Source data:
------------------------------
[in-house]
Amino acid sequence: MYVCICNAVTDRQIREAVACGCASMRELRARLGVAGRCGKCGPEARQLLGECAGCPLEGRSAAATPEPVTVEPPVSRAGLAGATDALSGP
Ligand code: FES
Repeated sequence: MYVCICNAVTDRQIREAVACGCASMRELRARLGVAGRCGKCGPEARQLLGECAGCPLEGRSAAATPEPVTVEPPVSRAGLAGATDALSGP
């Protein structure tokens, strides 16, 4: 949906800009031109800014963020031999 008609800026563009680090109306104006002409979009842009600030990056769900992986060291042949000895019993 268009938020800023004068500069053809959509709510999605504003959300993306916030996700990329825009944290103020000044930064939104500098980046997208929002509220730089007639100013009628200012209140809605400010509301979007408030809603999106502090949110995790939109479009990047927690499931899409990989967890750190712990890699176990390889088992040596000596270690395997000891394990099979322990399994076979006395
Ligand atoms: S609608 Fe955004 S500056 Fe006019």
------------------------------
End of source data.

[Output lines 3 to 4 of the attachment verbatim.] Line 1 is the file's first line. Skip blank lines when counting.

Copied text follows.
Ligand code: FES
Repeated sequence: MYVCICNAVTDRQIREAVACGCASMRELRARLGVAGRCGKCGPEARQLLGECAGCPLEGRSAAATPEPVTVEPPVSRAGLAGATDALSGP